So far we have just calculated an estimated on cost for hardware as well as the non fixed cost of electricity. We haven’t even factored in the cost to staff a team of engineers which will maintain all the sophisticated hardware or the cost of the data centers to house these powerful mining rigs. Nevertheless, geographic location impacts the ability of a miner competing.  Which brings me to another glaring weakness in the Bitcoin protocol; concentration of power.

Concentration of Power

For all the talk of decentralization as it relates to Bitcoin, the truth is that only a few people in the world really control Bitcoin network’s hashing power, and they are mostly concentrated in China due to the low cost of power.     

This centralization of mining power could undermine the very assumptions that Bitcoin’s PoW protocol uses to ensure the security of the platform. The concentration of power makes it more likely that one entity (or cartel) could amass 51% of hashing power.

Therein lies the security problem with PoW networks and especially the current Bitcoin network. In a recent CoinDesk article published in March, titled Bitcoin Miners Are Investing Again, Expecting a Cheap Power Boom Soon, Bitcoin miners in China who already have a competitive advantage because of cheap electricity cost, have made deals with mining farms and hydroelectric plants to give them even more of a cost advantage. According to that same article, miners in China have a typical electricity cost of “around 0.25 yuan, or $0.037, per kilowatt hour (kWh) for hosting equipment for miners”, thus, are getting even more of a cost savings with the deals. Any cost savings for miners is critical for survival in a bear market.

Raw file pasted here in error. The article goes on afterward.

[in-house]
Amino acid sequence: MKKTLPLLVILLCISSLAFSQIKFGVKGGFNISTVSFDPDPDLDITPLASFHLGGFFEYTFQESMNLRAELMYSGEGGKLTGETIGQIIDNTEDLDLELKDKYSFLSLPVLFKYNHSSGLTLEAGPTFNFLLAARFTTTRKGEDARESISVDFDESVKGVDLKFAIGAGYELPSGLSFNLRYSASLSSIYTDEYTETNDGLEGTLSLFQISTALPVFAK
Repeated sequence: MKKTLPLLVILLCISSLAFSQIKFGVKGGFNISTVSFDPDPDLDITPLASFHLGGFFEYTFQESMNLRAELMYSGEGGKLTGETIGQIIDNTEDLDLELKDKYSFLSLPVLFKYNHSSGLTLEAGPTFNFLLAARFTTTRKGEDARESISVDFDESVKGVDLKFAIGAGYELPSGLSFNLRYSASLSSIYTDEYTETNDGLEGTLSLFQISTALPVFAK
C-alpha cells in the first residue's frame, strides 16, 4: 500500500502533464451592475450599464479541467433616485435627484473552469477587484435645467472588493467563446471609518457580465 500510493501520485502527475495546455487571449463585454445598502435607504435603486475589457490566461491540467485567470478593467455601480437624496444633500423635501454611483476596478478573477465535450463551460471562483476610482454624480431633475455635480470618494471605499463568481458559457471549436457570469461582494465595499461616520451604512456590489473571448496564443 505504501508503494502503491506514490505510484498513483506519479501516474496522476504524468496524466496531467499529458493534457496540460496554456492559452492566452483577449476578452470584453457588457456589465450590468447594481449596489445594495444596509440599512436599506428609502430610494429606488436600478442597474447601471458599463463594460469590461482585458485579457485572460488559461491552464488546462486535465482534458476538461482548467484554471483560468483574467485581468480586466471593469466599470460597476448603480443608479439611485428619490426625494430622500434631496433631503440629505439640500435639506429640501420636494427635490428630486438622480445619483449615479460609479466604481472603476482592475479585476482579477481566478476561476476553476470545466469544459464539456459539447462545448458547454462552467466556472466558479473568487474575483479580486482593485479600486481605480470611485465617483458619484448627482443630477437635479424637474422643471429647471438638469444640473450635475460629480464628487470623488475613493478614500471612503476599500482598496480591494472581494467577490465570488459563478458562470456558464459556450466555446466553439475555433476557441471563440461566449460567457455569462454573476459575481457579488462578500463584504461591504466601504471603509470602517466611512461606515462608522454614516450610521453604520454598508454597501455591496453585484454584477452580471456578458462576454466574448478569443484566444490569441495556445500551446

In conclusion, there is no perfect system. However, to pretend that Bitcoin doesn’t have deep structural issues that can undermine the security of the network is to play the fool. I think it is best to describe Bitcoin’s consensus protocol as a concentration of rich elite institutional miners that have built a huge barrier of entry to becoming a profitable miner. In other words, Bitcoin is a Plutocracy.